And there was more to come. With the cold putsch of the Guardians under Ahmadinejad in 2005 (presidential election) that compromised all levels of the state, the religious radicals consolidated their power. After his assumption of office, Ahmadinejad dismissed more than two hundred thousand leading officials, replacing them with his own followers, mostly from the ranks of the Guardians. In addition to that, he militarized the political system. In order to even further establish his dominance, Ahmadinejad created enormous economical power for the Guardians. He especially gave plenty of rope to the Generals of the Guardians who subsequently built vast business empires in the fields of oil and gas, the construction sector, in the automobile industry, and other sectors of the economy. The Guardians would no longer stand on the sidelines and watch the prosperous elite of the theocracy enrich themselves after having sacrificed the lives of hundreds of thousands of their young man during the war against the Iraq in the 1980s.

The economical power of the political elite

The interweaving of military, economy, and political power had given rise to a mighty and immensely rich religious mafia dominating the economy of the country. Khomeini the founder of the Islamic Republic himself had sowed the seed of this development when he – immediately after the revolution in February 1979 – allowed the Clergy to confiscate the property of political opponents that had fled or had been arrested or executed. Only after the ascetic Revolutionary Leader’s death in 1989, under his successor Khameinei, the interlacing of military, religion, politics, and economics grew to really unholy proportions. Now the main interest of the top Clergy was their personal financial enrichment. Former President Rafsanjani, the current President of the Assembly of Experts, acquired more than a billion US-Dollars during his eight-year rule.
Powerful Ayatollah Ahmad Janati is the chairman of the “Organization of Islamic Propaganda” that dominates the media as well as chairman of the Council of Guardians. But he has not only been concerned with his spiritual well-being. He and his sons hold the monopoly for the import of electric and electronic home appliances and run important commercial enterprises in Dubai and Bahrain that possess their own cargo ships and other means of transportation.
The sugar monopoly is held by Ayatollah Mesbah Yazdi, the theorist of the Theocratic State and president Ahmandinejad’s mentor.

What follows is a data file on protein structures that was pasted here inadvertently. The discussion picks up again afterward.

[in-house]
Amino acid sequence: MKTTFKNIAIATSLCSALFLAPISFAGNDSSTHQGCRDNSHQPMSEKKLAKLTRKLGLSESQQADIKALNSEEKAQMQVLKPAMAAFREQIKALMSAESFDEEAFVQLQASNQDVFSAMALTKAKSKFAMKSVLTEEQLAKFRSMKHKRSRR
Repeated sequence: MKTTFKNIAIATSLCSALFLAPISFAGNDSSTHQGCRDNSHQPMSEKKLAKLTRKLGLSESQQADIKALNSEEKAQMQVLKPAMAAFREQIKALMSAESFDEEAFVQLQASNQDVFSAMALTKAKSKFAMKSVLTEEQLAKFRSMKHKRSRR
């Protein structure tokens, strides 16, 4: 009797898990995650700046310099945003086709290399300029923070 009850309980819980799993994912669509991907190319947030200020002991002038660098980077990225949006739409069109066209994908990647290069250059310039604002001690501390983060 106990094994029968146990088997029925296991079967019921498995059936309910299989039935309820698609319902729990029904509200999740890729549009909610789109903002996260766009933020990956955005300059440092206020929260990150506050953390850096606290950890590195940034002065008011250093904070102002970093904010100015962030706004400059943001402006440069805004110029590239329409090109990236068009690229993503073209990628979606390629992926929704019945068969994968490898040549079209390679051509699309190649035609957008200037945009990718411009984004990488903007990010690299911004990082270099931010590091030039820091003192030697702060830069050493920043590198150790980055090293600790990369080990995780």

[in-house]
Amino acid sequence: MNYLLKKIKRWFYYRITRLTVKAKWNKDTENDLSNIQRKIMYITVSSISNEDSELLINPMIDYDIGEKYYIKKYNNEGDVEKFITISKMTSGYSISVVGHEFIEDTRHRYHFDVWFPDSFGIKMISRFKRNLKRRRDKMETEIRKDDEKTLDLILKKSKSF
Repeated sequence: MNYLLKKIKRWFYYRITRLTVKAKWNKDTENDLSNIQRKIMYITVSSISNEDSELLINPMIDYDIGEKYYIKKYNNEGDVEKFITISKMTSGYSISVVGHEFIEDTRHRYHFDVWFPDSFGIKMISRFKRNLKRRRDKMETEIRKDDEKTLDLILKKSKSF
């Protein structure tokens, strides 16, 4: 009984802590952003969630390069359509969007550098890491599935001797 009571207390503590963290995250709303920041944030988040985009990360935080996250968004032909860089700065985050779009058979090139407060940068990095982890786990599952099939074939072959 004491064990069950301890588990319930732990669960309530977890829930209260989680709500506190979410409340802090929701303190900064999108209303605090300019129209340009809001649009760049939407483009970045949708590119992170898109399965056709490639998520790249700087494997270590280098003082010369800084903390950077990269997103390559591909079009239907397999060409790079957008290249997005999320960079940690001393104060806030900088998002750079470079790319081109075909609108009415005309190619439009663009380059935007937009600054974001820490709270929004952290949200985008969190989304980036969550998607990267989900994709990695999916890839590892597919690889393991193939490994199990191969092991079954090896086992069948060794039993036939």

However, the financial exploitation of the land is only the short-term problem. What matters more in the long run is the fact that the commercial caste and the closely connected radical elite of the Clergy go for fast profits and neglect domestic production. Many sectors of production are lying idle. Last year the domestic production of sugar plummeted to 50 percent, while at the same time 1 million tons of sugar was imported.
Khameinei’s family was also deep into corruption. In the context of the Tehran upheaval after the 12th of June elections, it became known that Khameinei’s son, Mudjtaba, had deposited 1.6 billion US-Dollars with a London bank. According to the British government, Khameinei is one of Iran’s richest oligarchs. Under the roof of the religious foundations “Bonyadeh Mostasafan” (foundation for the poor) and “Bonyadeh Astaneh Qudse Rasawi” (foundation of the eighth Imam Reza), the Khameinei clan maintains a widely ramified network of firms. Rumour has it that the aforementioned 1.6 billion US-Dollars came from the funds of these two foundations.
There are around 120 religious foundations in Iran today, traditionally collecting the believers’ alms for the poor – one of the most important religious duties in Islam. Once social-welfare institutions, they have turned into multi-billion Dollar conglomerates.
This process has lead to the monopolization of foreign trade as well as to bigger industries run by these foundations. They own 90 percent of the country’s modern industries and dispose of at least one quarter of the national product. The executive floors of these foundations are peopled by either radical priests or newly-rich bazzares[1]. According to Forbes Magazine, the “Mostazafan-Foundation” for example, commands funds the equivalent of 115 billion US-Dollars.
However, these foundations do not only make money, they meddle with social, defence and foreign policies. Far from consolidating the government, this conglomerate of religion and commerce controls the centres of power and makes key decisions. The foundations pay neither taxes nor dues. They are under direct command of Revolutionary Leader Khameinei and constitute the basis of his economical and political power.
Since Ahmadinejad’s assumption of power in 2005 the foundations’ supremacy in the Iranian economy has been threatened, and thus the power of the theocracy. Ahmadinejad has been pushing the formerly almighty foundations from many areas of business, diverting one large contract after the other to the Guardians of the Revolution that he once was a Commander of. More and more has the Clergies economical power been diminished by the paramilitary Guardians of the Revolution. Furthermore, after the second round of the 2008 parliamentary elections, the Clergy found themselves outnumbered in Parliament as well. Currently, more Guardians are occupying seats in Parliament than imams. Hence, Ahmadinejad’s silent coup d’état has been going on for some time already.